I felt the disjuncture between the Yale and New Haven communities three times the other day. The first was at 9 a.m., when I walked down the block of College Street between Elm and Chapel on my way to a class in SSS. I had to decide whether to walk alongside the familiar Old Campus architecture and scurrying students, or to take a shortcut that involved crossing the street to the New Haven Green.
The second time, I was walking on York Street with some friends when a woman approached us asking for money. I could sense a general sentiment of discomfort as we fished in our pockets for change and came up empty. We all averted our gazes, saddened by our inability to help.
The third time, I was on my way home from Sterling around midnight. The streets were empty and I remembered the many times my parents begged me not to walk around New Haven alone, especially late at night. I’m from Baltimore, a city not unlike New Haven, but still my parents often feel the need to remind me to take safety precautions, to avoid the precarious areas.
Days like these are frustrating because I didn’t come to college to feel snug within the confines of the Yale Bubble. Part of what drew me to this school was the chance to be a part of a city in the process of development and transformation. I lived in New Haven 10 years ago, and the city is already so much more vibrant than I remember it. As a freshman, I immediately got involved in community service initiatives around the Elm City. I reveled in the fact that the schools where I taught health classes and the soup kitchen where I volunteered were within walking distance of my dorm in L-Dub. I felt that I wasn’t just serving any community, but my own community.
It soon became clear to me that solely living and volunteering in this city does not make it mine. I will be the first to admit that I have only been to certain parts of New Haven because those are the places where I’ve made commitments to volunteer. Service initiatives are invaluable, but if we only cross certain boundaries in order to volunteer, we are not really treating this as our community. Rather, we are suggesting that it is somebody else’s home that we are willing to enter temporarily, only to leave when we consider our work complete.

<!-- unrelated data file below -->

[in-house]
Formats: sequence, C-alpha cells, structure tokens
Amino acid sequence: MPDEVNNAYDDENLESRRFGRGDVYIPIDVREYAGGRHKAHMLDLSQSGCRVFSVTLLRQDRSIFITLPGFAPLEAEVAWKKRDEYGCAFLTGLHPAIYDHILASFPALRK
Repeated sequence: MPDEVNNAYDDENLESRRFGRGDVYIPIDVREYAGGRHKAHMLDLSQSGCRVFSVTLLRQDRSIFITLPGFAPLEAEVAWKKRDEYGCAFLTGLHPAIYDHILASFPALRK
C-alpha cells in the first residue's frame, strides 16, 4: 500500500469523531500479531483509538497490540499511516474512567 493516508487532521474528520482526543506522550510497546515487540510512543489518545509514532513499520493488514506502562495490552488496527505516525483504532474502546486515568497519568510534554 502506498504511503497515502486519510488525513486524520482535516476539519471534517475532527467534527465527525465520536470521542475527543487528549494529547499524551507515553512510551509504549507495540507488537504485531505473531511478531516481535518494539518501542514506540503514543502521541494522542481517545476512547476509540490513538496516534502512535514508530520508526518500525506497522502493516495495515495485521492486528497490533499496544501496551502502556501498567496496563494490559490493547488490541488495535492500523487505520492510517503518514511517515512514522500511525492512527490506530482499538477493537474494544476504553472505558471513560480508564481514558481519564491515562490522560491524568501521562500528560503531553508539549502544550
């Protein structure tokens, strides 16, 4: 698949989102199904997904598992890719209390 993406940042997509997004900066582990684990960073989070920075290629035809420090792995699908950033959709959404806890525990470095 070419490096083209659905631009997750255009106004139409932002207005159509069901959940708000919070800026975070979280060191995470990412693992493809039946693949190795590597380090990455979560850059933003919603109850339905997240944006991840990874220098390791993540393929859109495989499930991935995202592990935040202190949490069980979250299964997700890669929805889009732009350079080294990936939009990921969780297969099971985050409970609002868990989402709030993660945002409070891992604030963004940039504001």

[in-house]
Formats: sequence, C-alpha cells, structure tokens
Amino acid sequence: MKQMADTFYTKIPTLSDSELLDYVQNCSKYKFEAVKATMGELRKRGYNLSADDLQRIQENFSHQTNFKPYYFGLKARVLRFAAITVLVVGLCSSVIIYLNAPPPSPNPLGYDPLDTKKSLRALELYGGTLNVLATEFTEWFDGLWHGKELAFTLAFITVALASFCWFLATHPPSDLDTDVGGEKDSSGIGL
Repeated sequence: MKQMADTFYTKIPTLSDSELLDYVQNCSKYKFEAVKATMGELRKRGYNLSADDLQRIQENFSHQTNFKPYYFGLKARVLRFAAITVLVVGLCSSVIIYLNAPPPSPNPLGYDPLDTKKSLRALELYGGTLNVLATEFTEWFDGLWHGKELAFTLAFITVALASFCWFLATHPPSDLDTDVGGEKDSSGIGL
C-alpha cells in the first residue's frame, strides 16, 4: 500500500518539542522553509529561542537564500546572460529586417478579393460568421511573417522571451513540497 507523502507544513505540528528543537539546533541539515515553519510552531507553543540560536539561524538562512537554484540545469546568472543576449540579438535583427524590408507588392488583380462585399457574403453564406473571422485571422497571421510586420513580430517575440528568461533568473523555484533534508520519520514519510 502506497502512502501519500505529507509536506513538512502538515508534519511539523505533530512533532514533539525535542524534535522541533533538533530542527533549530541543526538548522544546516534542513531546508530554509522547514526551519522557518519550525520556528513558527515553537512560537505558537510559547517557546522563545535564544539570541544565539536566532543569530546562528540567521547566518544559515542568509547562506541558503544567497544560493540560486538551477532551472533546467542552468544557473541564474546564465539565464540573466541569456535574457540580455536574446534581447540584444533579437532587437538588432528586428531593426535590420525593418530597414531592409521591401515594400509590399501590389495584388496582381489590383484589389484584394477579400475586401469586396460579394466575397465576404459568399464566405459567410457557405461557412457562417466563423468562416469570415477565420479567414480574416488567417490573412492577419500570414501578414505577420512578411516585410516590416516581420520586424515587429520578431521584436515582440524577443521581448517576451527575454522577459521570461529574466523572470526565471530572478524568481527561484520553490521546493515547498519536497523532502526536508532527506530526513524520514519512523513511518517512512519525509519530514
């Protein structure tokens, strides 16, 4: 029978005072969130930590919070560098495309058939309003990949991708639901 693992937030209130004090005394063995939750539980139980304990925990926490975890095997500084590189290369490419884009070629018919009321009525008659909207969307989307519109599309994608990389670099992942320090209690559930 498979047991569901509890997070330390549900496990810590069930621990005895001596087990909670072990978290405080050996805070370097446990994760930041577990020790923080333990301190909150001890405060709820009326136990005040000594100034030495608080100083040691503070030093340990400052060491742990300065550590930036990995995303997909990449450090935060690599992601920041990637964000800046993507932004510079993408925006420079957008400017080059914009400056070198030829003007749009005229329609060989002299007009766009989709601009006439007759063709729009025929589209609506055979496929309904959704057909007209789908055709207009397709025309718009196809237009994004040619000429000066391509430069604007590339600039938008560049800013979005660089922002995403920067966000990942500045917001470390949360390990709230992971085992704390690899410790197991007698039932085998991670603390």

I am reminded of something I learned in high school about the construction of highways, how they are commonly constructed in order to allow people to drive from their jobs in the city to their homes in the suburbs without having to confront areas that cause them discomfort. In some sense, we create these highways for ourselves when we walk on the Yale side of College Street and avert our gazes when asked for money.
Of course, many of the decisions we make to avoid certain areas are in our best interest, but I do think there are steps we can take, beyond community service, to make New Haven our own. When the weather was slightly more manageable, I made a habit of walking to the Wooster Square farmers’ market on the weekends. In order to get there, I had to walk two blocks further down Chapel Street than I ordinarily would. The first time I went, I hesitated when I encountered the imaginary fence that lined the perimeter of the New Haven I’d deemed safe. Once I defied it, however, I found one of my favorite spots in the city, shared by people hailing from a wide assortment of New Haven’s neighborhoods.
There are so many other ways to experience what New Haven has to offer and feel more involved in the community: exploring new restaurants during Restaurant Week, celebrating the holidays at the Christmas tree lighting in the Green, attending shows at the Shubert Theater.
We can all be members of this community. Volunteering is a great place to start, but I think the impact is more meaningful when we feel personally enmeshed in the work we do. Let’s make this city ours and cross the street.
Ally Daniels is a junior in Berkeley College. Contact her at email@example.com.